Some of my friends are obsessed with their TripAdvisor rankings, believing it will make or break their business. I suppose it is more important in the hotel rankings as opposed to restaurants. Anyone looking at the Top Ten restaurants in San Juan del Sur can see that there is something funny with the algorithm, especially when a sleazy sports bar with prostitutes standing in front of the place occasionally gets a number two or three ranking. Restaurants that are closed and have been for some time occasionally appear on the list.
I once went nine months in between reading the reviews, and then another six after that. It doesn't matter what my rank is (and it is abysmally low given my sales and the generous accolades from my customers and in comparison to some of the other places reviewed) - el gato negro is still the most popular spot in town in the morning and the vast majority of my customers are returning guests, sometimes even returning two hours later for lunch. It can't be perfect all the time and when it isn't, there is a good chance somebody will bitch about it on TripAdvisor. I have also learned that spurning the sexual advances of an insecure man can induce the spurned into making false claims on TripAdvisor in a pathetic attempt to discredit the business (hint to the spurned: you need a better synonym for your favorite term). Some businesses offer free lunch or beer for a good review. Some business owners have faked reviews and trashed their competitors, but at least there was karmic blowback.
Rob has recently had the unfortunate luck to be appointed by me as the person in charge of responding to bad Trip Advisor reviews. I prefer to put my head in the sand and have never responded to any of the complaints. Some say that is bad business, but I have a hard time dealing with petty whiners - and I am long-winded to boot. And sometimes mean. This is my first and only response to a recent negative review. We'll see if it makes it past the censors at TripAdvisor.
This is one of the owners of el gato negro - the sometimes sarcastic, often long-winded at the keyboard one.
You claim to have been traveling all day and couldn’t wait to get to El Gato Negro. This brings you to our store near closing time at 3 p.m. You then state that our prices are higher than the local area, but your post implies that you had just arrived in town. You should work for a travel guide publisher because you managed to travel all day and instantaneously knew the selection and prices of all of the other restaurants upon your arrival, much like the “writers” of guidebooks of all countries across this cut-and-paste world. Can you tell me what the average price of a Smoked Turkey Club with fresh, thick cut, locally smoked bacon, garlic cream cheese, provolone cheese, avocado, tomato, cucumber and onion on an imported NY style bagel served with organic field greens and a blueberry smoothie with maca, bee pollen, chia, coconut oil, raw cacao and goji berries costs you at other restaurants? Or smoked salmon from Chile (which is healthier than salmon fished from the Northern Hemisphere) on a cream cheese bagel with capers? No, because that quality of sandwich and smoothie does not exist at other restaurants in town or Nicaragua. How many coffeehouses have you been visited where they roasted the coffee on premise? Where do you suggest one find a better deal for coffee in San Juan del Sur, since you obviously know so much about the local offerings having just arrived into town. Your TripAdvisor reviews under this name consist of solely of El Gato Negro. If there are better places for a better value, why haven’t you listed them? Oh, you probably just need a little time to digest the overwhelming beauty of the cheap advertisements for beer, rum and cigarettes illuminated by white fluorescent bulbs at the the fine dining establishments, 90 percent of which have a big bottle of MSG next to the stove. I anxiously await your review of the 70 cordoba gallo pinto breakfast at the mercado, especially if you eat from the comedor famous for its toxic effects to your digestive tract, specifically the the lower tract. But you in your infinite wisdom, you already now which one I am talking about.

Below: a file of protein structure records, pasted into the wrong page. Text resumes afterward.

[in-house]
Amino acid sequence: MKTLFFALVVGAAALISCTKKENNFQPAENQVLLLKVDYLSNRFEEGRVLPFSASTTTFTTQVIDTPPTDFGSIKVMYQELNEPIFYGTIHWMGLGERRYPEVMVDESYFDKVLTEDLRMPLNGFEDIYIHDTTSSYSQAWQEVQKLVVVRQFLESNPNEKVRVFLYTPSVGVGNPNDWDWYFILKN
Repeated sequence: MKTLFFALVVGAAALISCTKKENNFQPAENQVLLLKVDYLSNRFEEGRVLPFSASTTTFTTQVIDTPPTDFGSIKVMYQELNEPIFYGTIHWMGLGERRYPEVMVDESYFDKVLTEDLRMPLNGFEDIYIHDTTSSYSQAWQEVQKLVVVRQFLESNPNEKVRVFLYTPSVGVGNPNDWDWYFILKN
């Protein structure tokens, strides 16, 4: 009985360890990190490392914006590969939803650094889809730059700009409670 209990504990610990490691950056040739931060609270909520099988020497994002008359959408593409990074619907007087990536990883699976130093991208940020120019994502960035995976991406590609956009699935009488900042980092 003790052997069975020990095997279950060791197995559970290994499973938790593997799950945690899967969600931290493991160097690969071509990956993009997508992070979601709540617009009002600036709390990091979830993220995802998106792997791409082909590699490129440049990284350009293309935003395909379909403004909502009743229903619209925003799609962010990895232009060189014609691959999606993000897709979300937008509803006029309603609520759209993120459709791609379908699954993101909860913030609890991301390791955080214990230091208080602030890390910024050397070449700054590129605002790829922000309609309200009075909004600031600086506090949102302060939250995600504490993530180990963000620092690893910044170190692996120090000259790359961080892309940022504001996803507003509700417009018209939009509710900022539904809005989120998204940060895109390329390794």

You claim that my employees were talking rudely about you behind your back and they did not know that you spoke Spanish. I don't believe your claims. You have another agenda for saying that. Whatever transpired was filtered by your attitude at that point, but my employees were not trashing you. They would certainly have waited until you had left the store before engaging in that kind of gossip. They have manners.